Game Development Reference
In-Depth Information
where s is the speed of the object, and d is its direction of movement. Using the equa-
tions for the magnitude and direction of any vector, the speed is given by
and the direction by
| ˙
Both the speed and the direction can be calculated from a velocity vector using the
magnitude and normalize methods we developed earlier in the chapter; they do not
need additional code.
The speed of an object is rarely needed in physics development: it has an applica-
tion in calculating aerodynamic drag, but little else. Both the speed and the direction
of movement are often used by an animation engine to work out what animation to
play as a character moves. This is less common for physically controlled characters.
Mostly this is a terminology issue: it is worth getting into the habit of calling
velocity velocity ,because speed has a different meaning.
In mathematics, integration is the opposite of differentiation. If we differentiate
something, and then integrate it, we get back to where we started.
In the same way that we got the velocity from the position using differentiation,
we go the other way in integration. If we know the velocity, then we can work out
the position at some point in the future. If we know the acceleration, we can find the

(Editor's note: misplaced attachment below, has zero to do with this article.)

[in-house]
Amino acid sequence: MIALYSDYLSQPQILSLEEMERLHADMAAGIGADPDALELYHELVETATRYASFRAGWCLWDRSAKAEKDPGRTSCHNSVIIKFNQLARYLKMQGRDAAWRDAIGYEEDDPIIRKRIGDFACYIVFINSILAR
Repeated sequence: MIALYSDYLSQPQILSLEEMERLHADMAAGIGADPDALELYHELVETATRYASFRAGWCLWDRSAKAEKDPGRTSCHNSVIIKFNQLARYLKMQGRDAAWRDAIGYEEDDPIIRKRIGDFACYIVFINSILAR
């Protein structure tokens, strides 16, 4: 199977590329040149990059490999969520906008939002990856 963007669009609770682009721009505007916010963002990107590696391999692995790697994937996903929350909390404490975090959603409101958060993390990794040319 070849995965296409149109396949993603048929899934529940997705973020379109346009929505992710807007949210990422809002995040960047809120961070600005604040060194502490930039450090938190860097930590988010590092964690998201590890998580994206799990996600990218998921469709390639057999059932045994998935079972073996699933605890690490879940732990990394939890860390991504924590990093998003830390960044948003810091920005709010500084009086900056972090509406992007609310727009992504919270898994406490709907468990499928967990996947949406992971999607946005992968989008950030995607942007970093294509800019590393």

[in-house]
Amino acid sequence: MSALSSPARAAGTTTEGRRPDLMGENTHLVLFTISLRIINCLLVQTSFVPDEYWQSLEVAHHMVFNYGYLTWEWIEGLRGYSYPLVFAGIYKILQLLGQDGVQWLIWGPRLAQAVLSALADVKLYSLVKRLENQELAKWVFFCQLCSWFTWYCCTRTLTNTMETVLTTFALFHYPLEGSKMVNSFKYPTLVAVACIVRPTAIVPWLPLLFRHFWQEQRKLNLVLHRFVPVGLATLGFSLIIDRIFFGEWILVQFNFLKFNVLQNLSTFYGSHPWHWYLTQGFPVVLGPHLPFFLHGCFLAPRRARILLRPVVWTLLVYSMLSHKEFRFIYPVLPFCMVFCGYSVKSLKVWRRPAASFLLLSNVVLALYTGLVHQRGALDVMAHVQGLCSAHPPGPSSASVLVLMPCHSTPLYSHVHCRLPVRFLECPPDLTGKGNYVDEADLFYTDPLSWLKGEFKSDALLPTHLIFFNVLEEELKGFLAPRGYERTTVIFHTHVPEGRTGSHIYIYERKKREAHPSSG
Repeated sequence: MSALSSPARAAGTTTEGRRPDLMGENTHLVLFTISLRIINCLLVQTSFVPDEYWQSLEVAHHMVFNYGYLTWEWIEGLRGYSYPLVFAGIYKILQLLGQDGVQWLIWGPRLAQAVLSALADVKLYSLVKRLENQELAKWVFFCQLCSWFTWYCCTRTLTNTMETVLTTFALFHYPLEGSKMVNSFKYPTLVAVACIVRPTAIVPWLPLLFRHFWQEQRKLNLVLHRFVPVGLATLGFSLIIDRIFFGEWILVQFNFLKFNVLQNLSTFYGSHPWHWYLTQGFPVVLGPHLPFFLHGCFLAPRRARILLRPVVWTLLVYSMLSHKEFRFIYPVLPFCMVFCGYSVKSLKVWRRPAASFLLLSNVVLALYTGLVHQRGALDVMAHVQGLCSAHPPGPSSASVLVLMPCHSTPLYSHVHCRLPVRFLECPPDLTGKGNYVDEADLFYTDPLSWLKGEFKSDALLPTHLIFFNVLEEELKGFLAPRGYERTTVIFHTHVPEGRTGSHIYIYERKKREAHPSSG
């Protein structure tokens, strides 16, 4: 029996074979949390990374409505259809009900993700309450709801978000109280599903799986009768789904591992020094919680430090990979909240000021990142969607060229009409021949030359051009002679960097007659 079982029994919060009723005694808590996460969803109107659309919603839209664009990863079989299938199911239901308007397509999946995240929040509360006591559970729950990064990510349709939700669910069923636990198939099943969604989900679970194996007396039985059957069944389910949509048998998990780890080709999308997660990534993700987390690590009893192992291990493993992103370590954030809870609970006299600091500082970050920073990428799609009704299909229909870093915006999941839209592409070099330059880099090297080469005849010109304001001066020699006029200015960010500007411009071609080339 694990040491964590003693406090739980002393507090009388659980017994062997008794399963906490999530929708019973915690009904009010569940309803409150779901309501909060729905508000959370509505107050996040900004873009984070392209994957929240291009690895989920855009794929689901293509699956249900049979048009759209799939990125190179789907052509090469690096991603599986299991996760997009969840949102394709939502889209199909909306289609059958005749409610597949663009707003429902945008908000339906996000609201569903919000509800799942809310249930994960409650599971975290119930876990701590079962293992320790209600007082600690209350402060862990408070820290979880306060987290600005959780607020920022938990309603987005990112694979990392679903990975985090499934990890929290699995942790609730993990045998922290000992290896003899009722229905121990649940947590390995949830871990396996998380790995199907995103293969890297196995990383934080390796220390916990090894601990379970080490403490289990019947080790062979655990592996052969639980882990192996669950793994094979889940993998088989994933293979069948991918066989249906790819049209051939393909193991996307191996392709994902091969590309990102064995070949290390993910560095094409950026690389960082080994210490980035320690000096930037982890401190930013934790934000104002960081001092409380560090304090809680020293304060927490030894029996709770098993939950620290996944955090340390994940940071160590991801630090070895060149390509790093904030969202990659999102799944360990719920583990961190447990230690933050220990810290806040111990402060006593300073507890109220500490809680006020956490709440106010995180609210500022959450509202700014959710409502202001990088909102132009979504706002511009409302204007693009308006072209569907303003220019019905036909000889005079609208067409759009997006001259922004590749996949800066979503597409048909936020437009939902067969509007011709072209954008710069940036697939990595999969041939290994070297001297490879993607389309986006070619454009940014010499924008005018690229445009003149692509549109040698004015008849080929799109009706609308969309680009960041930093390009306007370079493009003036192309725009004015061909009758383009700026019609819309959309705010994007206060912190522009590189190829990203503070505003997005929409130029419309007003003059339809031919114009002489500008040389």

velocity at any point in time.
In physics engines, integration is used to update the position and velocity of each
object. The chunk of code that performs this operation is called the “integrator.”
Although integration in mathematics is an even more complex process than dif-
ferentiation, involving considerable algebraic manipulation, in game development it
is very simple. If we know that an object is moving with a constant velocity (i.e., no
acceleration), and we know this velocity along with how much time has passed, we
can update the position of the object using the formula
p =
+ ˙
p is the constant velocity of the object over the whole time interval.
This is the integral of the velocity: an equation that gives us the position. In the
same way we could update the object's velocity in terms of its acceleration using the
p = ˙
+ ¨
Equation 2.7 only works for an object that is not accelerating. Rather than finding
the position by the first integral of the velocity, we could find it as the second integral
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